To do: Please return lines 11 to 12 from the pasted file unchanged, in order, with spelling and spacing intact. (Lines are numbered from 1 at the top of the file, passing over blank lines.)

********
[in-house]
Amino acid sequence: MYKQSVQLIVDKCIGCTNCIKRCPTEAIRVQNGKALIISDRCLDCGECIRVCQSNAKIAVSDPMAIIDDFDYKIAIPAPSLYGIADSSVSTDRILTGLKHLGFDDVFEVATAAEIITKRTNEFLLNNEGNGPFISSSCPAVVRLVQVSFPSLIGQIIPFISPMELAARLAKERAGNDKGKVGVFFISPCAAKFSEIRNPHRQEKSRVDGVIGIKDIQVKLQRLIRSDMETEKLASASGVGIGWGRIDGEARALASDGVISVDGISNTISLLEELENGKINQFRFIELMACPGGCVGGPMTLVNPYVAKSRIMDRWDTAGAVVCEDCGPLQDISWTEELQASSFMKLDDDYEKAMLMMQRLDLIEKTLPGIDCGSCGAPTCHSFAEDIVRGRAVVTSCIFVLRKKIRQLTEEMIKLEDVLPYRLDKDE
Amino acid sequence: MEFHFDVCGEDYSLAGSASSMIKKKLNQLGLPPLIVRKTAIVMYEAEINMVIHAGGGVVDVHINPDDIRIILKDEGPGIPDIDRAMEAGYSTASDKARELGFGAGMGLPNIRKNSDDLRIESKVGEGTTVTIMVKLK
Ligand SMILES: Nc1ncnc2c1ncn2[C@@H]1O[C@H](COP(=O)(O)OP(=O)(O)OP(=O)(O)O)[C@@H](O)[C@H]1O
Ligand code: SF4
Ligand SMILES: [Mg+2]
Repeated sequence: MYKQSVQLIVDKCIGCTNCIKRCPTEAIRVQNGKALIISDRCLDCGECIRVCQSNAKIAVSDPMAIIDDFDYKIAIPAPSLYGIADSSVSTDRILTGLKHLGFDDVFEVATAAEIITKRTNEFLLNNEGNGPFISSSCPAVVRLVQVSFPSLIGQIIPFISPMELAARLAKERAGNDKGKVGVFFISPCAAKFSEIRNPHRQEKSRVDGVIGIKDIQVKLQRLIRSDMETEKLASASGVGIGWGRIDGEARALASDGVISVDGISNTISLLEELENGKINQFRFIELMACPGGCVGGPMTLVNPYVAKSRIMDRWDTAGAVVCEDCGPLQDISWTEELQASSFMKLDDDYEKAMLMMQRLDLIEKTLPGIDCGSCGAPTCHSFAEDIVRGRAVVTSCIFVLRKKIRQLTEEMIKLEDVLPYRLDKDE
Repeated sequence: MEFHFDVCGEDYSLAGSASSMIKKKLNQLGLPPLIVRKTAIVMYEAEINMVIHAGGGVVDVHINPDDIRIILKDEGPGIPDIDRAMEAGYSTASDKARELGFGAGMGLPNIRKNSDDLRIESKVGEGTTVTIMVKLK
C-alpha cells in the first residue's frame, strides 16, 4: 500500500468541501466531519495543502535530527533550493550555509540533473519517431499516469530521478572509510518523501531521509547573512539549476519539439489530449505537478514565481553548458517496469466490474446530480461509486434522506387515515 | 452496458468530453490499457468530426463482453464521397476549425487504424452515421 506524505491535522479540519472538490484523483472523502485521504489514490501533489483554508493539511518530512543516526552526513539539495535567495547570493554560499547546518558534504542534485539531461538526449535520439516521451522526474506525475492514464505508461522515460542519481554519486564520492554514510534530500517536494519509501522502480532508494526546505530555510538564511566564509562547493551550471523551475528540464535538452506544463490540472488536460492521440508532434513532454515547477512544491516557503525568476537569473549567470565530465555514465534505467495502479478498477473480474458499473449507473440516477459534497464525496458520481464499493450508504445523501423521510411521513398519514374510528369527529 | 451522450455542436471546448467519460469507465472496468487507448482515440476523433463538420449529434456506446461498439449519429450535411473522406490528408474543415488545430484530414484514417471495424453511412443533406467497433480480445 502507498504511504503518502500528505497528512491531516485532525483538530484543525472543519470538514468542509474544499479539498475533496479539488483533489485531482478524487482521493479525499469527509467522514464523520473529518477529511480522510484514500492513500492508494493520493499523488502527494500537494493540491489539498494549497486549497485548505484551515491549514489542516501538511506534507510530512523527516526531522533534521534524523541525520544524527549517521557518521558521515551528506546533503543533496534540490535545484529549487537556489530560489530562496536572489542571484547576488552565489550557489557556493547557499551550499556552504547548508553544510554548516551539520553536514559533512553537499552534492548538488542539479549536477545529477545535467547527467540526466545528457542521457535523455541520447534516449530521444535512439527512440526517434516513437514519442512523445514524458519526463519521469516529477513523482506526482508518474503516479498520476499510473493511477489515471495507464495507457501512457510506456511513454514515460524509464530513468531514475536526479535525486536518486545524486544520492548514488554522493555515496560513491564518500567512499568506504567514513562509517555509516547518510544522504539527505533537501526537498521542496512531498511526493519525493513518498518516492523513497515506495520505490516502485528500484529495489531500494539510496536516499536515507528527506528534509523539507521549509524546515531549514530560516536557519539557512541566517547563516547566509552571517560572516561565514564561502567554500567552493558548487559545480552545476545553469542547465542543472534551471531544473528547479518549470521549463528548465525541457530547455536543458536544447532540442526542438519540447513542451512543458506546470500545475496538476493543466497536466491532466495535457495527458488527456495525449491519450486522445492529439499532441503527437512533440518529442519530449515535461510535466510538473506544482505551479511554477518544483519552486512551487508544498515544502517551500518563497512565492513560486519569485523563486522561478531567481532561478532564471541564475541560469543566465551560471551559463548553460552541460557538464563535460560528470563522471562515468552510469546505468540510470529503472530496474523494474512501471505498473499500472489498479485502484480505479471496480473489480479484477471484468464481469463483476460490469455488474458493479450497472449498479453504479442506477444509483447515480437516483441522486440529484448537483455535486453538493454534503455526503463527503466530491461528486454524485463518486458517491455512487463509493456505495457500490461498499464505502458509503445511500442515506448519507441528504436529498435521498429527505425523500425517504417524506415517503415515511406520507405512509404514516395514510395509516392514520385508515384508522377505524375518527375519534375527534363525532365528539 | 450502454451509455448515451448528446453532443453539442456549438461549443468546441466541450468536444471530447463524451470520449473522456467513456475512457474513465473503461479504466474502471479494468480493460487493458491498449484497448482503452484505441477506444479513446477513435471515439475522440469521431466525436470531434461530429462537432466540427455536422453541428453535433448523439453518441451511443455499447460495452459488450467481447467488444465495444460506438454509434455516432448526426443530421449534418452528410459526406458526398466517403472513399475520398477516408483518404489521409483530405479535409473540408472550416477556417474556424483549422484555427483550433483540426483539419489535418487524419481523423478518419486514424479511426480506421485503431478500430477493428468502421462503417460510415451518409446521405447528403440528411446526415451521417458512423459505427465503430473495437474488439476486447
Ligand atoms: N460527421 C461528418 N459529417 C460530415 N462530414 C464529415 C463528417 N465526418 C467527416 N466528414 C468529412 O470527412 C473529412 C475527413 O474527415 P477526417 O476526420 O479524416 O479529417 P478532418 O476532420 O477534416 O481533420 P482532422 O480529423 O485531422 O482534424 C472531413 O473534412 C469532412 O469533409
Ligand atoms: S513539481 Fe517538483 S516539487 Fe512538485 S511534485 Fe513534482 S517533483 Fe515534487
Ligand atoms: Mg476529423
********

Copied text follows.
Ligand atoms: S513539481 Fe517538483 S516539487 Fe512538485 S511534485 Fe513534482 S517533483 Fe515534487
Ligand atoms: Mg476529423